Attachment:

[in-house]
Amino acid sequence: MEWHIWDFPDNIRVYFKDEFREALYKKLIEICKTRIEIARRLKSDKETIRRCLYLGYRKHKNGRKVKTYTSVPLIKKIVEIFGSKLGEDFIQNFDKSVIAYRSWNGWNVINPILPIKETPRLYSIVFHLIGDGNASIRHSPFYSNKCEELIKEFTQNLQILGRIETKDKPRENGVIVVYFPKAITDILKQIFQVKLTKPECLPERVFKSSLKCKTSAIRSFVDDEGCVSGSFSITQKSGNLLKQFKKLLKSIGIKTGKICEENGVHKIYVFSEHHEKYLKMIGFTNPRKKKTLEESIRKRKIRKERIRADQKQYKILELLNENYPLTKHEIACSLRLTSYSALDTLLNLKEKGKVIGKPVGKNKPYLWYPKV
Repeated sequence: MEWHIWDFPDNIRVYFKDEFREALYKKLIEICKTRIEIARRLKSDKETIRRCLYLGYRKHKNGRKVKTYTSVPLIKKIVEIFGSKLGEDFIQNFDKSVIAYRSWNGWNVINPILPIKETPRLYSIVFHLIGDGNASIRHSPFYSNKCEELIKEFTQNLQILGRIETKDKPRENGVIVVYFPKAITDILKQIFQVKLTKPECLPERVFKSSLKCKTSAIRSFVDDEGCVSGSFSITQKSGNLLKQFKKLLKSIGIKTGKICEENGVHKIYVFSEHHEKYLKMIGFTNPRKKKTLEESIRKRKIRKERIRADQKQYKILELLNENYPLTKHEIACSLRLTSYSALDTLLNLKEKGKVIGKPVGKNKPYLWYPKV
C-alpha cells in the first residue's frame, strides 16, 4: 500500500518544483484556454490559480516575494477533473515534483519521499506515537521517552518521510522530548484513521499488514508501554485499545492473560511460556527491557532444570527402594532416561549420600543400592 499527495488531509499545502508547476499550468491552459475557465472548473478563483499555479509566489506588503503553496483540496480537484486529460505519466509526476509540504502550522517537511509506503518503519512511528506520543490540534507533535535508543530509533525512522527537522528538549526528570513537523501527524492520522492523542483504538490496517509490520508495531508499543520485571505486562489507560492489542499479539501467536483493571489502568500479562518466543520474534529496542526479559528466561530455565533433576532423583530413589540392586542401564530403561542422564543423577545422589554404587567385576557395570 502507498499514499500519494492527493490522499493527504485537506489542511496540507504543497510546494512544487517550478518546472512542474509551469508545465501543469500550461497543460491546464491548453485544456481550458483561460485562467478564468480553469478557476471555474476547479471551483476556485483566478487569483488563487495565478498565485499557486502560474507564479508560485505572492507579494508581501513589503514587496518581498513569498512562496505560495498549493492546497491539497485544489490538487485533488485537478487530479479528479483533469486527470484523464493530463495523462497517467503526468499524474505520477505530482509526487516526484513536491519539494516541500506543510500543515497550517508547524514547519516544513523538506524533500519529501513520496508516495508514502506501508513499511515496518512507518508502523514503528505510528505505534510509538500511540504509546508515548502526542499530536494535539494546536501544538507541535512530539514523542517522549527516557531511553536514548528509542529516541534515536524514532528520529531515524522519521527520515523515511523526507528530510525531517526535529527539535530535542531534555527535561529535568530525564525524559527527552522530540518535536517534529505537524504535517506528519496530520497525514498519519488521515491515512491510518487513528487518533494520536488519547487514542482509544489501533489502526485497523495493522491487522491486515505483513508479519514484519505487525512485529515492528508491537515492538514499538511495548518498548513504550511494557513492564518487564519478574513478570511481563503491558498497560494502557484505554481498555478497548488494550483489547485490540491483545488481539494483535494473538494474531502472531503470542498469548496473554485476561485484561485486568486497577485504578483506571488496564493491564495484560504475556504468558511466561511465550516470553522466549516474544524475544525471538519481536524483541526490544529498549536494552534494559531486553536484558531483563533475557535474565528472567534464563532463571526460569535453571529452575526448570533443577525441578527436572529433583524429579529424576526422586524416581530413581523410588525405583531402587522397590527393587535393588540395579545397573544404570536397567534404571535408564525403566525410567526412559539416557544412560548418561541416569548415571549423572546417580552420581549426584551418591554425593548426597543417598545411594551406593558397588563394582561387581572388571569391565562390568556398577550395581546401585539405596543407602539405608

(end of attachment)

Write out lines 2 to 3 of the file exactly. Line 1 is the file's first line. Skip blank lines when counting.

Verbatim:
Amino acid sequence: MEWHIWDFPDNIRVYFKDEFREALYKKLIEICKTRIEIARRLKSDKETIRRCLYLGYRKHKNGRKVKTYTSVPLIKKIVEIFGSKLGEDFIQNFDKSVIAYRSWNGWNVINPILPIKETPRLYSIVFHLIGDGNASIRHSPFYSNKCEELIKEFTQNLQILGRIETKDKPRENGVIVVYFPKAITDILKQIFQVKLTKPECLPERVFKSSLKCKTSAIRSFVDDEGCVSGSFSITQKSGNLLKQFKKLLKSIGIKTGKICEENGVHKIYVFSEHHEKYLKMIGFTNPRKKKTLEESIRKRKIRKERIRADQKQYKILELLNENYPLTKHEIACSLRLTSYSALDTLLNLKEKGKVIGKPVGKNKPYLWYPKV
Repeated sequence: MEWHIWDFPDNIRVYFKDEFREALYKKLIEICKTRIEIARRLKSDKETIRRCLYLGYRKHKNGRKVKTYTSVPLIKKIVEIFGSKLGEDFIQNFDKSVIAYRSWNGWNVINPILPIKETPRLYSIVFHLIGDGNASIRHSPFYSNKCEELIKEFTQNLQILGRIETKDKPRENGVIVVYFPKAITDILKQIFQVKLTKPECLPERVFKSSLKCKTSAIRSFVDDEGCVSGSFSITQKSGNLLKQFKKLLKSIGIKTGKICEENGVHKIYVFSEHHEKYLKMIGFTNPRKKKTLEESIRKRKIRKERIRADQKQYKILELLNENYPLTKHEIACSLRLTSYSALDTLLNLKEKGKVIGKPVGKNKPYLWYPKV